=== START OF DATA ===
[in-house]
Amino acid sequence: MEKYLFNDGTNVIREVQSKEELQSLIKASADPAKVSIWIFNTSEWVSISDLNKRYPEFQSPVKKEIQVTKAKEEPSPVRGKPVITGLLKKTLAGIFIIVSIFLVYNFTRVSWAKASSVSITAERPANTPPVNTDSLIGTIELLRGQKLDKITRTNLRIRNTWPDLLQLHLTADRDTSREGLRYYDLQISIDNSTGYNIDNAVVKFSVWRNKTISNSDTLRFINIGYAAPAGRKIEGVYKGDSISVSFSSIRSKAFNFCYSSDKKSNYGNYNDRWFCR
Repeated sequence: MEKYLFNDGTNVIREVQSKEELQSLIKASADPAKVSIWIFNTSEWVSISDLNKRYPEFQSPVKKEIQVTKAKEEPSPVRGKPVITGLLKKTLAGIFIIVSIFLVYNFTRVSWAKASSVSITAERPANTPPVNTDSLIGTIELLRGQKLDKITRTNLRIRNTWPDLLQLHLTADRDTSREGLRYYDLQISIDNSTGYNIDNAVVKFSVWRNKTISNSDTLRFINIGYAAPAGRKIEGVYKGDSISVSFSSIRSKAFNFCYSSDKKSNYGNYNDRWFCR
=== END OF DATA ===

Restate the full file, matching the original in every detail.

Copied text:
[in-house]
Amino acid sequence: MEKYLFNDGTNVIREVQSKEELQSLIKASADPAKVSIWIFNTSEWVSISDLNKRYPEFQSPVKKEIQVTKAKEEPSPVRGKPVITGLLKKTLAGIFIIVSIFLVYNFTRVSWAKASSVSITAERPANTPPVNTDSLIGTIELLRGQKLDKITRTNLRIRNTWPDLLQLHLTADRDTSREGLRYYDLQISIDNSTGYNIDNAVVKFSVWRNKTISNSDTLRFINIGYAAPAGRKIEGVYKGDSISVSFSSIRSKAFNFCYSSDKKSNYGNYNDRWFCR
Repeated sequence: MEKYLFNDGTNVIREVQSKEELQSLIKASADPAKVSIWIFNTSEWVSISDLNKRYPEFQSPVKKEIQVTKAKEEPSPVRGKPVITGLLKKTLAGIFIIVSIFLVYNFTRVSWAKASSVSITAERPANTPPVNTDSLIGTIELLRGQKLDKITRTNLRIRNTWPDLLQLHLTADRDTSREGLRYYDLQISIDNSTGYNIDNAVVKFSVWRNKTISNSDTLRFINIGYAAPAGRKIEGVYKGDSISVSFSSIRSKAFNFCYSSDKKSNYGNYNDRWFCR